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The science of tides may have saved the Israelites from the Egyptians.
Alt: How the Red Sea really parted? Moses used knowledge of tides to ensure a safe crossing for the Israelites - instead of waiting for a miracle, expert claims.
Near the end of the 13th century, the emperor Kublai Khan and his Mongol Empire were gearing up to invade Japan. They had more boats, more men, and had already conquered a large part of China; but according to Japanese legend, massive typhoons powered by the divine Kamikaze winds smashed the Mongolian fleet in 1274 and again in 1281.
Alt: “Kamikaze” Typhoons Reflected in Japanese Lake Sediments
From hallucinogenic mushrooms and cacti to alcohol-infused enemas and psychoactive dried toad skins, the array of consciousness-altering substances that people in the early Americas used was wider than thought, a new report suggests.
A tiny horned skull discovered 17 years ago has now been named Aquilops americanus, and marks the earliest arrival of horned dinosaurs in North America.
Which came first, the feathers or the birds? Feathers first, scientists now say definitively. Yet this feathery revelation doesn't arise from discoveries of ancient birds, but of birds' ancestors—dinosaurs.
Genetic material from the bones and teeth of wild horses, some of which died more than 20,000 years ago, has answered a longstanding debate about some Paleolithic cave artists: Were these ancient painters realists, depicting the natural world they saw around them, or did they portray more imaginative representations?
The answers to the human past are out there, hidden in the DNA of bones in ancient burial mounds and unmarked graves.
TORONTO — An ancient Egyptian coffin with strange and amateurish decorations has been revealed, shedding light on a tumultuous period in Egyptian history when the Persian Empire was in control of the region.
In the movie The Life of Brian (1979), Reg, played by John Cleese, asks fellow members of the People’s Front of Judea:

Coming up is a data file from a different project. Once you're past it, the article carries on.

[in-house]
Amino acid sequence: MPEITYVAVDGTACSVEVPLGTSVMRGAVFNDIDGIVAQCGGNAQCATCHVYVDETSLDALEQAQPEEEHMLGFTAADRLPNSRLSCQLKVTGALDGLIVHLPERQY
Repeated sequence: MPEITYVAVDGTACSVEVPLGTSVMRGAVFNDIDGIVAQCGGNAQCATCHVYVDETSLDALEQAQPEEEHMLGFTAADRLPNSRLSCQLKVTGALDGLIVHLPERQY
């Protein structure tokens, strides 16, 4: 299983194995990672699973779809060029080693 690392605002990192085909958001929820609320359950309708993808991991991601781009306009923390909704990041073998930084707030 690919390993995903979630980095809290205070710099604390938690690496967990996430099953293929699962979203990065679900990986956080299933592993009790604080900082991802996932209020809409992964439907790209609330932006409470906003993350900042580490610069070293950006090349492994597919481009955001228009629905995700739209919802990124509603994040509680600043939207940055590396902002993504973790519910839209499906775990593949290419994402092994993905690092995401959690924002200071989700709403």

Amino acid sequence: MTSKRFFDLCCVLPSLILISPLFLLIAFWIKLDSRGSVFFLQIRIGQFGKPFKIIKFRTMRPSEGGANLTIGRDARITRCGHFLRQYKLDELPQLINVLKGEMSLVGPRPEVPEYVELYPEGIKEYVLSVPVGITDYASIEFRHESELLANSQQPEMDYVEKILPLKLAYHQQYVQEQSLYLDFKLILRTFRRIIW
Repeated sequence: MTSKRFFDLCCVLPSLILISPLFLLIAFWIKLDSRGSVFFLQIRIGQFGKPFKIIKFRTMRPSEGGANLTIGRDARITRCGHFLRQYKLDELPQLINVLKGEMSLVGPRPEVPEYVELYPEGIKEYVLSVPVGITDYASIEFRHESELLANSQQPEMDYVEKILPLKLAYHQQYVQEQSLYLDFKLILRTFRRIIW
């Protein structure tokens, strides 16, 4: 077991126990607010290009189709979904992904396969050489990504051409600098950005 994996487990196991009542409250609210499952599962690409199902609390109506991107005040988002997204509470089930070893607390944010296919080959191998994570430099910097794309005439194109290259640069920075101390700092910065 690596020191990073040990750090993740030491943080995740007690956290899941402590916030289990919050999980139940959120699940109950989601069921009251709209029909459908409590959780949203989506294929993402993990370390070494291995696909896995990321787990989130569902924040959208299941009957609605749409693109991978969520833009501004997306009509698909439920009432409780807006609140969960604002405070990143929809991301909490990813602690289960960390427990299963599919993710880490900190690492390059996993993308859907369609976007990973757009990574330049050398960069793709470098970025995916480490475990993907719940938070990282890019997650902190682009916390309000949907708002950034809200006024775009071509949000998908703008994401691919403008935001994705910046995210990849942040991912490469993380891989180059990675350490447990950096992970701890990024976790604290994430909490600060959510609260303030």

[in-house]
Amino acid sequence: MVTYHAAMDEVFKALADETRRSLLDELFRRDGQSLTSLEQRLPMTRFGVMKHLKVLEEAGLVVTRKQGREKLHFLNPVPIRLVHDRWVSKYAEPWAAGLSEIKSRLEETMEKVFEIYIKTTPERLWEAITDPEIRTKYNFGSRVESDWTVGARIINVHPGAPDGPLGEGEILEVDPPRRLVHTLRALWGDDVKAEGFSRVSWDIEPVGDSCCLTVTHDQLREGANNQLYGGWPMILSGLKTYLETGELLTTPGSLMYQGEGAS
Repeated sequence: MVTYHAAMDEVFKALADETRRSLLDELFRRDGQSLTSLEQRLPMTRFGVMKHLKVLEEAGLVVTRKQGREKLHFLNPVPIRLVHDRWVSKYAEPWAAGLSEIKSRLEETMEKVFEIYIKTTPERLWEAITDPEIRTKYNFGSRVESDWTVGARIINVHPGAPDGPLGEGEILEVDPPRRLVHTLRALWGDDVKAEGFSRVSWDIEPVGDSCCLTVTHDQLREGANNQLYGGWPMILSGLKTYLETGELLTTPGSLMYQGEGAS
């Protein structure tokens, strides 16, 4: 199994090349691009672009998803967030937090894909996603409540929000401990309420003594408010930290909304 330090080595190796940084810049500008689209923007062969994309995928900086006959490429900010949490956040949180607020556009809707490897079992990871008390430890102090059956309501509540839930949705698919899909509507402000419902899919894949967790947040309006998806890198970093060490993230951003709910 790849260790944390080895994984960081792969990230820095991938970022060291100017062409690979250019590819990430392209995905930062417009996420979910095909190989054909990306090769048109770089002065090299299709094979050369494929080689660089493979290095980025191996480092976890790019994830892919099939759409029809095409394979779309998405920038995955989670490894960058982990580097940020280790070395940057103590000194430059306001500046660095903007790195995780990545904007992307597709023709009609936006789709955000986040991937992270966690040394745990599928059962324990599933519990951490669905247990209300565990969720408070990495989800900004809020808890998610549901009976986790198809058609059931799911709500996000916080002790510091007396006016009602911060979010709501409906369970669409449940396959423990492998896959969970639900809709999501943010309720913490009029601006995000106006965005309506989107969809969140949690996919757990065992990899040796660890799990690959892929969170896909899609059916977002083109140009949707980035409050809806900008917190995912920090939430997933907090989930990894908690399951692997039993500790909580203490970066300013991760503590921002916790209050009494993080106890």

In his book, Mushrooms and Mankind, late author James Arthur points out that amanita muscaria, also known as fly agaric, lives throughout the Northern Hemisphere under conifers and birch trees, with which the fungi —which is deep red with white flecks — has a symbiotic relationship. This partially explains the practice of the Christmas tree, and the placement of bright red-and-white presents underneath, which look like Amanita mushrooms, he wrote.
Some species of mushroom are perfectly safe to eat, but others that look very similar can land you in the hospital or worse. In studying how these fungi manage to be so poisonous, a team of Michigan State University researchers may have found a way to create a new generation of pharmaceuticals with highly targeted effects. Imagine chemotherapy drugs with no side effects, or antibacterial agents that can clear out severe infections without damaging other tissues. That’s what poisonous mushrooms could do for medicine.
The dentist's office might be the last place you'd look to find a quick cure for an implacable bout of depression. But new research suggests that laughing gas -- the mixture of nitrous oxide and oxygen that eases the pain and anxiety of having dental work -- may help banish treatment-resistant depression in about the time it takes to fill a cavity.
A good mood may put a spring in your step. But the opposite can work too: purposefully putting a spring in your step can improve your mood. That’s the finding from a study in the Journal of Behavior Therapy and Experimental Psychiatry.
It is either the most exciting new treatment for depression in years or it is a hallucinogenic club drug that is wrongly being dispensed to desperate patients in a growing number of clinics around the country.
Related: Why Painful Memories Linger
Many animal species have created their own pharmacies from ingredients that commonly occur in nature.
Now this is one fish that would beat you in a game of hide-and-seek. New research shows coral-dwelling filefish camouflage themselves by not only looking, but also smelling like their prey.
Personality is written not just in the genes, but in the egg yolk. It can even come from the kind of relationship that exists between an animal’s parents. Researchers found new evidence for this when they played matchmaker for several dozen quail. Even though the eggs were taken from their parents before hatching, bird couples in committed relationships had chicks with markedly different behaviors than couples who only dated.
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